20 RANDOMIZE USR 1234 *
Or similar always got a queue of people in Smiths.
* Or whatever the address was to drop you into the tape save routine, which made it look like it was loading something.
hacker-space, or "maker space" (either one).
They should make this a periodic event, a "mini maker fair" using RPi, to promote the platform, AND the store. Include some educational stuff, 3D printers, some robotics thingies, and sensors - loads of sensors - and who knows what creative minds could accomplish...
Brick and mortar stores aren't dead by default. They're only dead if they offer no advantage (or even active detriment) compared to ordering stuff online. When it comes to this Pi-store, I'm not entirely sure what the "selling point" of it's physical location is. We'll have to wait and see. As long as the Pi foundation doesn't go all "we must have a Pi-Store in every mall" apeshit, having one store is just fine. You can shut that down again easily if it turns out to be too much of a loss maker. I don't think they're expecting much of a profit from the store anyway, which helps in viability.
I hope that this store provides two benefits. The first is almost certainly present, and that is that you don't have to pay for shipping. Usually, ordering parts to go along with the pi does not come with free shipping unless you are buying a bunch of things, and the shipping prices can be ridiculously high.
I also hope that this shop sells components to connect to the pi at less of a markup than online retailers tend to do. This is one of the major problems with the pi; the board itself is wonderfully priced, but all the things you connect to it are at significant markups. Components like tiny screens, communications chips, or even LEDs and buttons, jump an order of magnitude when someone has rearranged it to play well with the pi. This makes it difficult to justify a pi project with a medium amount of added hardware because it usually costs a lot more than an analogous hardware device.* Of course, sometimes I find a pi accessory that has not been hideously overpriced (at those times, I feel a strong urge to buy it whether I need it or not because I'm so glad to see that it exists). Hopefully, the shop will find some less costly components and sell them without too much of a markup.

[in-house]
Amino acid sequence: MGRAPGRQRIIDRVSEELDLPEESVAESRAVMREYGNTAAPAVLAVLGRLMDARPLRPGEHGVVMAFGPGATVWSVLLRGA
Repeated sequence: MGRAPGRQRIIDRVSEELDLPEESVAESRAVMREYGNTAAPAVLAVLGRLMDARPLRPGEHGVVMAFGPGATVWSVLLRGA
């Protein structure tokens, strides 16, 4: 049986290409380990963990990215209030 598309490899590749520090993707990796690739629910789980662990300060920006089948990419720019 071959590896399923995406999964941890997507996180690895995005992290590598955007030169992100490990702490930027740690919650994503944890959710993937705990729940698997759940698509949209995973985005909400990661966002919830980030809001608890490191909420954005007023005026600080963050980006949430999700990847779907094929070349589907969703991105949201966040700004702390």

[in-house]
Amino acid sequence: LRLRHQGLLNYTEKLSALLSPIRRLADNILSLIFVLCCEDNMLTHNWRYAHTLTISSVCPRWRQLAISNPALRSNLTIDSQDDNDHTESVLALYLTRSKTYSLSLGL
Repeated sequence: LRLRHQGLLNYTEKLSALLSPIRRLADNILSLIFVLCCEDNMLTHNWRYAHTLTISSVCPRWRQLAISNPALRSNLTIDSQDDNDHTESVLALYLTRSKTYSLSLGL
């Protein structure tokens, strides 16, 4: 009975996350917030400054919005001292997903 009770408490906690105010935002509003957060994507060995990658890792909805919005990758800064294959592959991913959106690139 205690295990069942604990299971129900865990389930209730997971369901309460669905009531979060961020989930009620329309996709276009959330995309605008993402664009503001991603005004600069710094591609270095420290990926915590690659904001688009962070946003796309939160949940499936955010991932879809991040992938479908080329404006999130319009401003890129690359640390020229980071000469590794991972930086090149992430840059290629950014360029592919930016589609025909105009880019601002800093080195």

*Take, for example, a pi project that uses a small touchscreen for display and control and also uses GPS. These functions could be accommodated by running the code on a cheap smartphone, which would probably cost $40-50 US. The pi costs $35, a touchscreen could run from $30-$50, and a GPS receiver is probably in the $40 range. I still favor the pi solution if you can do it, but I can't explain why it justifies the 2.5x price difference, especially as the phone has a better screen, battery, and a number of other hardware capabilities that haven't been added to this.
"This makes it difficult to justify a pi project with a medium amount of added hardware because it usually costs a lot more than an analogous hardware device.*"
Maybe using something like a recycled smartphone makes some sense, in some circustances, especiall if it's a short life one off project with no educational content. So do it. E.g. I'm curremtly looking at using an old Android phone with a USB powerbank as a timelapse camera connected via WiFi for a one off pilot. I've got all the bits (except a waterproof enclosure - I may repurpose a bird box).